Just prior to Thanksgiving, Embassy Rangoon hosted a trio of world class soccer stars for an exciting and historic week of Sports Envoy programming. From November 21-26, Cobi Jones, Lorrie Fair, and Jay Hoffman engaged hundreds of Burmese youth in Rangoon and Mawlamyaing under the theme of “Soccer Unites Us” to promote tolerance and respect among Burma's diverse religious groups, as well as to underscore the United States’ commitment to women’s empowerment and the rights of the disabled.
Ambassador Derek Mitchell kicked off the program in Rangoon with a donation ceremony held in conjunction with One World Futbol and USAID. The distribution of sporting goods, including more than 500 “indestructible” soccer balls donated by Chevy and One World Futbol, was warmly welcomed by diverse groups of NGOs, community leaders, soccer teams, and coaches from across Burma. One highlight was watching the “Colorful Girls,” a group of young girls from one of Rangoon’s more detached communities, take the field with their new balls and join their male counterparts on the pitch -- showcasing a “leveling of the playing field." Not long after taking the field, hundreds of youngsters sought hugs and high fives from Cobi and Lorrie, the former American who has played the most international matches and the latter, an Olympic gold medalist and member of numerous World Cup teams.
During the visit to Mawlamyaing -- Burma’s fourth-largest city -- local officials warmly welcomed the Sports Envoys, saying they were honored by their presence as being among the first Americans to visit the city in an official capacity. The envoys were also welcomed at a school in one of the city’s poor Muslim neighborhoods by a headmistress who recognized the value of sports diplomacy. Headmistress Daw Khin San Wai proudly uses her school’s soccer field to motivate her students to perform in the classroom. “When my students don’t pay attention to their schoolwork or fail to show up to class,” she said, “the first thing I take away is soccer” -- which, she adds, gets them quickly back in the classroom and striving for excellence.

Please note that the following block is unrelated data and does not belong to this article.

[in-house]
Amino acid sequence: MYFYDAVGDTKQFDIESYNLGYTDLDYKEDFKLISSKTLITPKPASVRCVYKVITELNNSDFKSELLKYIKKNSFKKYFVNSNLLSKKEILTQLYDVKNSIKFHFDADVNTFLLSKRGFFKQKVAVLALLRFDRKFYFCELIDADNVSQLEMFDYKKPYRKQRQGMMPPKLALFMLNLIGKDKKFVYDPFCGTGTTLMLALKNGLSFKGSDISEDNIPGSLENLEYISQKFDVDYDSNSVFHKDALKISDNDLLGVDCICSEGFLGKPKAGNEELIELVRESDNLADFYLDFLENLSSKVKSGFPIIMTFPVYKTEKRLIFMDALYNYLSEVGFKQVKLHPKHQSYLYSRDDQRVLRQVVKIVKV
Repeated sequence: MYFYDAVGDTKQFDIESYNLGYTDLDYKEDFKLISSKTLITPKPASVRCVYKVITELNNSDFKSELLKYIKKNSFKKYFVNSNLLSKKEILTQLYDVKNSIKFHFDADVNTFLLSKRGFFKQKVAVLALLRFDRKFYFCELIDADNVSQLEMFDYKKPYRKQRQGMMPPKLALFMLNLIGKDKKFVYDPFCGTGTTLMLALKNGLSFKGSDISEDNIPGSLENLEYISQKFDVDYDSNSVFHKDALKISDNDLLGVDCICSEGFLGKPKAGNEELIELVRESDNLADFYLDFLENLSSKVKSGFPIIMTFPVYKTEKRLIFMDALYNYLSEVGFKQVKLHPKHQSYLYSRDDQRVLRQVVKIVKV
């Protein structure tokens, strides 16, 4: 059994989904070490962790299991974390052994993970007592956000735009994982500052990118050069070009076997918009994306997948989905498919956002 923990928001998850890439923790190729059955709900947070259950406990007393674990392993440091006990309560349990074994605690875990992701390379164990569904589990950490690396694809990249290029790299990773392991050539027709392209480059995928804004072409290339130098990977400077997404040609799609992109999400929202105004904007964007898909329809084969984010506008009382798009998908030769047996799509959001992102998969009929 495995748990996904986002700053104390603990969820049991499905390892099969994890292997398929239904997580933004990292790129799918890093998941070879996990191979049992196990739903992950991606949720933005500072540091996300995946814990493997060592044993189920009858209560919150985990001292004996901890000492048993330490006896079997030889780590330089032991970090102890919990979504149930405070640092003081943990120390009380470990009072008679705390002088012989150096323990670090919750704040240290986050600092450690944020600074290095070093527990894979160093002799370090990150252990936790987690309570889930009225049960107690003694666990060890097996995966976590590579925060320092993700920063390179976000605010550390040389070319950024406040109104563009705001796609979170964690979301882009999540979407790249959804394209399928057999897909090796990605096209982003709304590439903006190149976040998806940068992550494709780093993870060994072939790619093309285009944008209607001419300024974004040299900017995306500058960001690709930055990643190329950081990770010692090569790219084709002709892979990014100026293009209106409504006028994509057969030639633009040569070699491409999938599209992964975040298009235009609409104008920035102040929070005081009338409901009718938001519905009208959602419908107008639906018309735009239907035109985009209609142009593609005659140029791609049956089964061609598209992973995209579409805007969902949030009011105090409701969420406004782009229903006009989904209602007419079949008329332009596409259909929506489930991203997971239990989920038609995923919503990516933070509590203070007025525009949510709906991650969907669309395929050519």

Working together with the Bureau of Educational and Cultural Affairs, the program helped Embassy Rangoon to continue making strides in promoting peace and tolerance among Burma’s religious and ethnic groups, which remains one of the major challenges for Burma as it opens up to the world after decades of isolation. Thanks to the universal appeal of soccer, Muslims and Buddhists, girls and boys, all took to the field together, putting aside their differences. Indeed, Soccer Unites Us!
About the Author: Erik Eisele serves as a Cultural Affairs Officer at the U.S. Embassy in Rangoon, Burma.